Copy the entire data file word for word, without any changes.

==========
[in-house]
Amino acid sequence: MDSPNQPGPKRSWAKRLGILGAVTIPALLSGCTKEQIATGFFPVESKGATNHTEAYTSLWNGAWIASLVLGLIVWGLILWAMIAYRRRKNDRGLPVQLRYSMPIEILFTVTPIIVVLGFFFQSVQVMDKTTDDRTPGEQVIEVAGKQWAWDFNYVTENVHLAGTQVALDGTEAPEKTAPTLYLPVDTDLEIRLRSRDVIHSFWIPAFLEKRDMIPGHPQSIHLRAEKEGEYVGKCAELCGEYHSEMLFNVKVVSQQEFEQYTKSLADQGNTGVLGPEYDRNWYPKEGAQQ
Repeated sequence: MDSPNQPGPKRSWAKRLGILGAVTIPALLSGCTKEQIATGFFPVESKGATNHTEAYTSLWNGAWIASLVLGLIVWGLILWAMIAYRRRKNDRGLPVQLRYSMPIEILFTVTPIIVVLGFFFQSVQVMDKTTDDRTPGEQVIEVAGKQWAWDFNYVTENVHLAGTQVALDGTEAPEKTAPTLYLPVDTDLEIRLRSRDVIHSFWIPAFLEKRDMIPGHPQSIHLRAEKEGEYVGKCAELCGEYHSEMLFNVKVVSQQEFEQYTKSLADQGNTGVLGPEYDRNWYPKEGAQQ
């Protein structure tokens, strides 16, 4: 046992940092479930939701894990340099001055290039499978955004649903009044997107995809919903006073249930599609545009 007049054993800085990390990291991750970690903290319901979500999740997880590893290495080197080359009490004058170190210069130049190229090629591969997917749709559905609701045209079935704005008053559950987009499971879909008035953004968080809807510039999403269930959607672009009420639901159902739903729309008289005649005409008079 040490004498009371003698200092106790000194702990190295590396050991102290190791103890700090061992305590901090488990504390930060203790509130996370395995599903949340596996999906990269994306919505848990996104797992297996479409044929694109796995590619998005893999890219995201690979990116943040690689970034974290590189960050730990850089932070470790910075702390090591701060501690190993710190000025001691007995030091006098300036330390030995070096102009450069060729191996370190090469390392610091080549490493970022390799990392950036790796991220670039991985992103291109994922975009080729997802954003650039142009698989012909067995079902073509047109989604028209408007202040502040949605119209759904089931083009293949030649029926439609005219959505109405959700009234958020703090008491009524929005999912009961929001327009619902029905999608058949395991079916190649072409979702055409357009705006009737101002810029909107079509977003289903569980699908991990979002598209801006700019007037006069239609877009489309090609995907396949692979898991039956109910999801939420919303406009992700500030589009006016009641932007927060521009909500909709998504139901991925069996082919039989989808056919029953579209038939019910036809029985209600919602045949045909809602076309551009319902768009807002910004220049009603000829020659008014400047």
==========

[in-house]
Amino acid sequence: MDSPNQPGPKRSWAKRLGILGAVTIPALLSGCTKEQIATGFFPVESKGATNHTEAYTSLWNGAWIASLVLGLIVWGLILWAMIAYRRRKNDRGLPVQLRYSMPIEILFTVTPIIVVLGFFFQSVQVMDKTTDDRTPGEQVIEVAGKQWAWDFNYVTENVHLAGTQVALDGTEAPEKTAPTLYLPVDTDLEIRLRSRDVIHSFWIPAFLEKRDMIPGHPQSIHLRAEKEGEYVGKCAELCGEYHSEMLFNVKVVSQQEFEQYTKSLADQGNTGVLGPEYDRNWYPKEGAQQ
Repeated sequence: MDSPNQPGPKRSWAKRLGILGAVTIPALLSGCTKEQIATGFFPVESKGATNHTEAYTSLWNGAWIASLVLGLIVWGLILWAMIAYRRRKNDRGLPVQLRYSMPIEILFTVTPIIVVLGFFFQSVQVMDKTTDDRTPGEQVIEVAGKQWAWDFNYVTENVHLAGTQVALDGTEAPEKTAPTLYLPVDTDLEIRLRSRDVIHSFWIPAFLEKRDMIPGHPQSIHLRAEKEGEYVGKCAELCGEYHSEMLFNVKVVSQQEFEQYTKSLADQGNTGVLGPEYDRNWYPKEGAQQ
């Protein structure tokens, strides 16, 4: 046992940092479930939701894990340099001055290039499978955004649903009044997107995809919903006073249930599609545009 007049054993800085990390990291991750970690903290319901979500999740997880590893290495080197080359009490004058170190210069130049190229090629591969997917749709559905609701045209079935704005008053559950987009499971879909008035953004968080809807510039999403269930959607672009009420639901159902739903729309008289005649005409008079 040490004498009371003698200092106790000194702990190295590396050991102290190791103890700090061992305590901090488990504390930060203790509130996370395995599903949340596996999906990269994306919505848990996104797992297996479409044929694109796995590619998005893999890219995201690979990116943040690689970034974290590189960050730990850089932070470790910075702390090591701060501690190993710190000025001691007995030091006098300036330390030995070096102009450069060729191996370190090469390392610091080549490493970022390799990392950036790796991220670039991985992103291109994922975009080729997802954003650039142009698989012909067995079902073509047109989604028209408007202040502040949605119209759904089931083009293949030649029926439609005219959505109405959700009234958020703090008491009524929005999912009961929001327009619902029905999608058949395991079916190649072409979702055409357009705006009737101002810029909107079509977003289903569980699908991990979002598209801006700019007037006069239609877009489309090609995907396949692979898991039956109910999801939420919303406009992700500030589009006016009641932007927060521009909500909709998504139901991925069996082919039989989808056919029953579209038939019910036809029985209600919602045949045909809602076309551009319902768009807002910004220049009603000829020659008014400047």